Originally Posted by markom
[...] Abbyy Finereader etc. and tell you the difference between editable text and searchable text image in those applications that i usually use for pdf optimization.
In Finereader 11:
Editable: Allows you to save as RTF, DOC, DOCX, ODT
Formatted: RTF, DOC, DOCX, ODT, XLS, XLSX, TXT, HTML, FB2, EPUB
When saving as a PDF though, you have multiple ways of doing it. If you go into the Settings, you are able to choose "Save Mode":
- Text and Pictures Only
- This will only save the OCRed text, and will try to keep in the spirit of the original layout (sometimes you see a glitched line or two that fly off the page)
- Text Over the Page Image
- I have seen this way break on a few PDF readers, and most assume that text is in the invisible backend, not a scan.
- Text under the page image
- I recommend this so you have the original scan as well.
- You will be able to read the original scanned document (and in the future be able to do any work on it that is needed).
- For example, if a new, even more accurate OCR program came out, you will be able to feed it this PDF.
- You can still search the document/copy/paste perfectly fine.
Here are comparisons of the book I am currently working on (Finereader 11):
Original (13.7 MB PDF). I assume this version was just fed through some Adobe OCR built into a scanner:
Text Under The Page (7.34 MB PDF):
Text/Picture Only (802 KB PDF):
Text/Picture Only, No Embedded Fonts (591 KB PDF):
I decided to pick RTF since it can be saved both in "Editable" and "Formatted".
Here is an image comparing the Formatted/Editable output from Finereader:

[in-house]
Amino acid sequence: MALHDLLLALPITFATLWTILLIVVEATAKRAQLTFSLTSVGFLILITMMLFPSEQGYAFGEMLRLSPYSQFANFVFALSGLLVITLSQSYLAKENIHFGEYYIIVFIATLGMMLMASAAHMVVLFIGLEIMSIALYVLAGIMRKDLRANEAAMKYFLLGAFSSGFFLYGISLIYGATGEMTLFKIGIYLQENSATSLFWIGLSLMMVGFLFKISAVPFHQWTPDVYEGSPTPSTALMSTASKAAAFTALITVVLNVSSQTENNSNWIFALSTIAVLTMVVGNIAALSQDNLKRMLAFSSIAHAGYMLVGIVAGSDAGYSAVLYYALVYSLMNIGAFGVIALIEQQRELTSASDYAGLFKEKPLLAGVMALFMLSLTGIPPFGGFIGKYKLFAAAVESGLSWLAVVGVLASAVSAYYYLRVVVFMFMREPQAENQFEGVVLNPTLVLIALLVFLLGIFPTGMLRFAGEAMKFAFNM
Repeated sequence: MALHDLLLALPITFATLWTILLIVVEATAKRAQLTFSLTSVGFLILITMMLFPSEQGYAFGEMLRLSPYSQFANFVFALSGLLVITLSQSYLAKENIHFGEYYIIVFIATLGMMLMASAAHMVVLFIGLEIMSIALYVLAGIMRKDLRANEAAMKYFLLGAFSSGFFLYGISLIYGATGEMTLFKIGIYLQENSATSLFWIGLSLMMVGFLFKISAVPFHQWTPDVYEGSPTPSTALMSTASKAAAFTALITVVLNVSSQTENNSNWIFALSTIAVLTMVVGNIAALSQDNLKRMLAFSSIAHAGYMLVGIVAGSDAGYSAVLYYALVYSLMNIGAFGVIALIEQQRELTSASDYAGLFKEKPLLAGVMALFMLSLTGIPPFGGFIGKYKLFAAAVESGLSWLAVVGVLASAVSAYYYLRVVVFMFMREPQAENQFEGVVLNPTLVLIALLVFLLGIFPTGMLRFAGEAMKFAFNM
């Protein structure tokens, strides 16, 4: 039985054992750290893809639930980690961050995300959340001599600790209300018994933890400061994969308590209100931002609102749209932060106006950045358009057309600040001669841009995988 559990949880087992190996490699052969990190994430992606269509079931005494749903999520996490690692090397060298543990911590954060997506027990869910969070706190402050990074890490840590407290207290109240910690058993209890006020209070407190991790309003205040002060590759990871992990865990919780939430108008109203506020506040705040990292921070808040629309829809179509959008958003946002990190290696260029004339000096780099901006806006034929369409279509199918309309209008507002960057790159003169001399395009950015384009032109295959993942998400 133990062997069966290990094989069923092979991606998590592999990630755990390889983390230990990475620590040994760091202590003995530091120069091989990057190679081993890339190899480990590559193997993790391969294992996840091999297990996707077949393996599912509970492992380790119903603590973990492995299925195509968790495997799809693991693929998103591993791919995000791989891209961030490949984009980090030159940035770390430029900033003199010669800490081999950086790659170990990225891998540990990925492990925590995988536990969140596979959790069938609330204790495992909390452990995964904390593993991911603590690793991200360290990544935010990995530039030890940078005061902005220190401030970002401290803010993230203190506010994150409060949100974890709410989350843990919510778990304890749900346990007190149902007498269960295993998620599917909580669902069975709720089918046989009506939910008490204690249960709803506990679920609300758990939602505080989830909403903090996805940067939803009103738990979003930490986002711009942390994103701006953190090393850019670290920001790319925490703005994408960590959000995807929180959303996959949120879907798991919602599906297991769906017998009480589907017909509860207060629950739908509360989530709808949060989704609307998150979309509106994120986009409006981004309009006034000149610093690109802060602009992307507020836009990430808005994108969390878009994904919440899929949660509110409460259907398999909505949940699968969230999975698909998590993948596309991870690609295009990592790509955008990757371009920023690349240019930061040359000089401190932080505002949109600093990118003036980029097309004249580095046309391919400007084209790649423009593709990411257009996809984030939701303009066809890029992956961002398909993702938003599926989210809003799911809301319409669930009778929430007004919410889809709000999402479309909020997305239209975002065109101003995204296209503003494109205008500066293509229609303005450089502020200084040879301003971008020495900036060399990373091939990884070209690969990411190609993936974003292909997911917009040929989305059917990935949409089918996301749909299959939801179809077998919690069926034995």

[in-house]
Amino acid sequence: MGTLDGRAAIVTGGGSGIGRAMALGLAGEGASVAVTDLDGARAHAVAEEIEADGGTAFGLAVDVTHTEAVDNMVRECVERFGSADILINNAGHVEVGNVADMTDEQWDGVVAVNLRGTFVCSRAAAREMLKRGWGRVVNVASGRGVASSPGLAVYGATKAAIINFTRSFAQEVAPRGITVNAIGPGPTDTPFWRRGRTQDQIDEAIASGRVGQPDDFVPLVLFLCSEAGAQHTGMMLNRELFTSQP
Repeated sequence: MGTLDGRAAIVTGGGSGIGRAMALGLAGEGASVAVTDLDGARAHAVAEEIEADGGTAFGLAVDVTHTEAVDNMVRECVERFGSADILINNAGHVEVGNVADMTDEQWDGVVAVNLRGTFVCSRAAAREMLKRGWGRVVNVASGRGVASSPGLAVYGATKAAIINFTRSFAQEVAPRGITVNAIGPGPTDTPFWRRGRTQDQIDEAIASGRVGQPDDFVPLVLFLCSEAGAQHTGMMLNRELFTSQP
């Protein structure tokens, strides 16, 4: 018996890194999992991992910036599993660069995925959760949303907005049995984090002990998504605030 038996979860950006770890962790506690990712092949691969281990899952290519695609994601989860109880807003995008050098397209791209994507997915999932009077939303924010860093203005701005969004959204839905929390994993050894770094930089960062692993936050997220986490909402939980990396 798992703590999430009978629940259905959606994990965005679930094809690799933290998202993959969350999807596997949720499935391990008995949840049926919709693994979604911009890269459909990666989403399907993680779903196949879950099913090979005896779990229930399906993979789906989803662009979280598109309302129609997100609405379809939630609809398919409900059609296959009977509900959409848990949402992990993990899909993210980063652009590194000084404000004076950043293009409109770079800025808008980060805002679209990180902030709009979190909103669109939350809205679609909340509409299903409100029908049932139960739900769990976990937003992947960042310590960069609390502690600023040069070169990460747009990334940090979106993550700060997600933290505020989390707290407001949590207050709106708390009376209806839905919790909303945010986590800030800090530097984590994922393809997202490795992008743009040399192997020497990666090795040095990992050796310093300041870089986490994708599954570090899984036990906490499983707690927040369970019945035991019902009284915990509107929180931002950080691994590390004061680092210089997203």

Formatted RTF (1.30 MB RTF):
Editable RTF (1.32 MB RTF):
In my testing between Adobe/Finereader, Finereader makes much smaller filesizes, AND has more accurate OCR.
In the original poster's case, I would still stick with my usual recommendation of, keeping the Original scan as a frontend, and having the OCRed text in the backend.
Originally Posted by willus
I noticed with one document where I had red markings on an otherwise black-and-white document, "Compact PDF" stored the PDF in two layers--a black-and-white layer and a red layer, each one with very few bits per color.
That sounds like they do a fantastic job at making PDFs much smaller. I assume all of these scanners have their own little tiny proprietary tweaks to try to get their scanned PDFs smaller. Chopping out unused colors is one way to get the filesize way down. The book doesn't have all of the colors in the rainbow!
I personally just work with already scanned (mostly black and white) non-fiction books. Since there are only two colors, black, and white, you can imagine that they compress quite well.
Back to the OCR of documents, the auto-OCR on these scanners are ok (from what I have seen, many of these are based off of some sort of Adobe program), but if you look at the text, you can always see that there are the typical OCR errors.
I feel that an outside program (I use Finereader), will give you a much more accurate OCR than those that come bundled with the scanner. In my mind, a more accurate OCR = closer to the original book = a much more enjoyable reading experience.
My work is to convert the books into digital form (EPUB), so I need a nearly 100% correct conversion... and while I am at it, I can toss out that auto-OCRed stuff, and make a nearly 100% accurate PDF text backend as well.
On top of that, Finereader seems to have even better ways of making the PDFs smaller than those scanners. So I just see it as win-win-win-win-win.